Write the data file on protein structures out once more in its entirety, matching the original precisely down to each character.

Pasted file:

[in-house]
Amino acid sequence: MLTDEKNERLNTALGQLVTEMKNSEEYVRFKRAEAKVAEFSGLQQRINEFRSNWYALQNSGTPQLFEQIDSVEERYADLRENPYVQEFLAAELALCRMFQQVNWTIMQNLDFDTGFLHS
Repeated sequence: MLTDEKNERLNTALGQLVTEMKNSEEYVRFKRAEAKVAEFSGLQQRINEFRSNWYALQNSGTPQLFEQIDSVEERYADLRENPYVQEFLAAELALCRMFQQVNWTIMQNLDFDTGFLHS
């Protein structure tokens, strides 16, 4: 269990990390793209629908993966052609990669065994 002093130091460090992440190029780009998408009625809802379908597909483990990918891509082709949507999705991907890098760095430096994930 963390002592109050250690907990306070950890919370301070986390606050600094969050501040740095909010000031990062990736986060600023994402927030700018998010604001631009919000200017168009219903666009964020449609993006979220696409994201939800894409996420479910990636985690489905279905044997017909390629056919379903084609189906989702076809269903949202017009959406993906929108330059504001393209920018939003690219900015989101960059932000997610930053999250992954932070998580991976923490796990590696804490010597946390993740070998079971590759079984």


[in-house]
Amino acid sequence: MLTDEKNERLNTALGQLVTEMKNSEEYVRFKRAEAKVAEFSGLQQRINEFRSNWYALQNSGTPQLFEQIDSVEERYADLRENPYVQEFLAAELALCRMFQQVNWTIMQNLDFDTGFLHS
Repeated sequence: MLTDEKNERLNTALGQLVTEMKNSEEYVRFKRAEAKVAEFSGLQQRINEFRSNWYALQNSGTPQLFEQIDSVEERYADLRENPYVQEFLAAELALCRMFQQVNWTIMQNLDFDTGFLHS
């Protein structure tokens, strides 16, 4: 269990990390793209629908993966052609990669065994 002093130091460090992440190029780009998408009625809802379908597909483990990918891509082709949507999705991907890098760095430096994930 963390002592109050250690907990306070950890919370301070986390606050600094969050501040740095909010000031990062990736986060600023994402927030700018998010604001631009919000200017168009219903666009964020449609993006979220696409994201939800894409996420479910990636985690489905279905044997017909390629056919379903084609189906989702076809269903949202017009959406993906929108330059504001393209920018939003690219900015989101960059932000997610930053999250992954932070998580991976923490796990590696804490010597946390993740070998079971590759079984």